Darien’s year in review: Storms, building and fiscal strength

Darien leaders gave residents an update during the 2021 RTM State of the Town.

Darien leaders gave residents an update during the 2021 RTM State of the Town.

Darien TV79 /

DARIEN — If Planning and Zoning Commission chair Stephen Olvany has a way to sum up Darien’s 2021, it would be the “year of ribbon cuttings and groundbreakings.”

“I can say that the result of all this redevelopment is an inconvenience in the short term,” Olvany said. “Yes, it's noisy. It's loud. It's rough to look at. However, thinking long term, suburban renewal and these redevelopment projects will have a significant positive impact on the town.”

Olvany and other town officials gave a rundown on how Darien fared over the past year during the annual State of the Town, part of Monday’s Representative Town Meeting.

Olvany highlighted several major developments in Darien that have received go-aheads this year, clearing the way for new commercial and residential tenants to come to town in the next several months.

Recently elected First Selectman Monica McNally, who took over the town’s top role after long-time incumbent Jayme Stevenson stepped down, said the town remains in solid shape on several fronts, “fiscally strong, back to work.

“Our businesses, schools and homes are safe, and the town is growing, with new faces strengthening our community,” she said.

The year also brought several challenges from COVID-19, as well as lingering effects from two major storms, she said, crediting Public Health director David Knauf with steering the town through COVID-19 restrictions and new variants.

McNally also praised the town’s departments of Public Works and Emergency Management crews, who have been working on improving the town’s sanitary sewer systems and are conducting drainage studies after dealing with the aftereffects of Tropical Storm Elsa, which blew through the area July 9, and Hurricane Ida, which blasted the town in September.

In 2022, McNally said, the Board of Selectmen will focus on two major initiatives: how best to spend the $6.4 million in federal stimulus money that has been allocated to Darien until 2026; and evaluating the town’s policies and infrastructure for informational technology.

Planning and Zoning

Among the redevelopment projects completed in the past year, Olvany said, was the remodeling of the Darien Playhouse, which added commercial space and several apartment units, and a similar mixed-use project, the former Darien International Tile building, which is nearing completion.

The long-anticipated Corbin District development project — with its vision of transforming downtown Darien — is in “phase 1-A” of construction, Olvany said. The three replacement buildings on the east side of Corbin Drive that are currently in the middle of construction should be completed in either late 2022 or early 2023.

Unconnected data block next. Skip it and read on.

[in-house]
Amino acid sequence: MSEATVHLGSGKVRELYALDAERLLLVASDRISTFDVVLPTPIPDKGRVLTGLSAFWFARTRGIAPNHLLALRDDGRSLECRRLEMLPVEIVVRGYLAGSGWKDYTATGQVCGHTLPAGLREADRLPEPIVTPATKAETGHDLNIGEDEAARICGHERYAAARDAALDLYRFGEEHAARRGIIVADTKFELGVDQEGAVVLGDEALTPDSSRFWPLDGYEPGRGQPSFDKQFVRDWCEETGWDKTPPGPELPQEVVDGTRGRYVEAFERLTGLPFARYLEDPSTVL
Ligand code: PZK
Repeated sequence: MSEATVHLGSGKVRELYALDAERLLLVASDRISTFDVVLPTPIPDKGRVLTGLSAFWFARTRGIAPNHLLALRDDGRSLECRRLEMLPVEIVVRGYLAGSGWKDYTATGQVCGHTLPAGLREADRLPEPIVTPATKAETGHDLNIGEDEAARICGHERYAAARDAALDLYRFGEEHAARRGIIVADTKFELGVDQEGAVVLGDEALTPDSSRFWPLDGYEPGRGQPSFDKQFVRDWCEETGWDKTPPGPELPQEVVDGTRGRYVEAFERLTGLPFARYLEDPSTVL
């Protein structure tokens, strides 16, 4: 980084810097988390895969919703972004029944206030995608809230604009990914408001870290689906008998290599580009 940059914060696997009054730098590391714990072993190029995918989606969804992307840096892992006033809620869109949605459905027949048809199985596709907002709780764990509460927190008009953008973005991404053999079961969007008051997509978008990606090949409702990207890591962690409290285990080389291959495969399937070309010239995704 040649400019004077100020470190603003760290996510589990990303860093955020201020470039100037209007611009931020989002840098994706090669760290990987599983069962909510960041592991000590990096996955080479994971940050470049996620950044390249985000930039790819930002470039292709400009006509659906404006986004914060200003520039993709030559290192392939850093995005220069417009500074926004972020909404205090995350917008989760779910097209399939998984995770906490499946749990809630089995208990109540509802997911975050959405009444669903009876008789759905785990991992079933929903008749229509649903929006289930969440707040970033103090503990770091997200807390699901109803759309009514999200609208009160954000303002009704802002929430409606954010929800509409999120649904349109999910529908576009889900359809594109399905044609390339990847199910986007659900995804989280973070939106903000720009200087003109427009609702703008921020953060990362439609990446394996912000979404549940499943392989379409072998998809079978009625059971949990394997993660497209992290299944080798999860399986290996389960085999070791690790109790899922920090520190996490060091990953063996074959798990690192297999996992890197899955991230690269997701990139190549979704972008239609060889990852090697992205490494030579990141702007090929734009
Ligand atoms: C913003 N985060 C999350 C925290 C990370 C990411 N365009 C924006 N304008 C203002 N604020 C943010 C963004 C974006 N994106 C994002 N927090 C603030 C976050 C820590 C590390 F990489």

The project, approved in 2018, fulfills the commission’s long-cherished priority of improving downtown, Olvany said.

“We have seen some great results and we've come a long way in the past 20 years since I've been in town,” Olvany said.

Another mixed-use project, Darien Commons in Noroton Heights, has seen significant progress, he said. A new Walgreens has already opened; other tenants will be moved in by fall 2022. Among the new businesses in that block will be an Italian restaurant and a coffee shop, he said.

Olvany also talked about new state regulations and how Darien will handle their implementation.

“The first of these is to figure out how we’d like to address marijuana dispensaries,” Olvany said, adding that while nearby Greenwich and New Canaan vetoed dispensaries, the commission will want to hear from the Darien Police Commission before making a final decision.

The commission will also address the state equation for affordable housing in towns, as well as rules regarding accessory dwelling units.


Board of Education chair David Dineen credited a collaborative effort between parents, staff and government agencies with managing pandemic response.

“We are particularly proud that we have been able to keep our children in school throughout the pandemic, and that we continue to provide live instruction to students who need to be quarantined,” he said.

Dineen briefly spoke about recent instances of racism, homophobia and anti-Semitism in schools, saying the school board and administration “are committed to collaborating with the community in addressing issues of diversity, equity, and inclusion.”

Work on the new Ox Ridge Elementary building is well underway, Dineen said. The academic wing of the $63 million project will open in fall 2022, with the full building set to open in fall 2023. That project is “on schedule and under budget,” Dineen said.


Newly-elected Board of Finance chair James Palen said Darien is “financially healthy, regionally competitive and prepared for both the known and unknowns that the world may throw at us.”

The town has a Aaa rating from Moody’s Investors Service, the highest possible rating. to allow Darien to borrow money at a good interest rate for various capital projects in the near future, Palen said.

The Board of Finance is also well-positioned to absorb costs from unexpected blows, with a $26 million unassigned fund balance, he said, a sum about $7 million greater than the minimum threshold the finance board has set.

Darien’s mill rate, 16.84 for fiscal year 2022, is among the lowest in the state. The town’s grand list, which is at 70 percent of the assessed value of taxable real estate, motor vehicles and personal property in town, is “healthy and improving,” Palen said, driven in large part by a significant demand for real estate.

The town’s outstanding debt is projected to increase to $82 million in 2022, Palen said. For fiscal year 2021, the town’s adjusted budget was $152.4 million.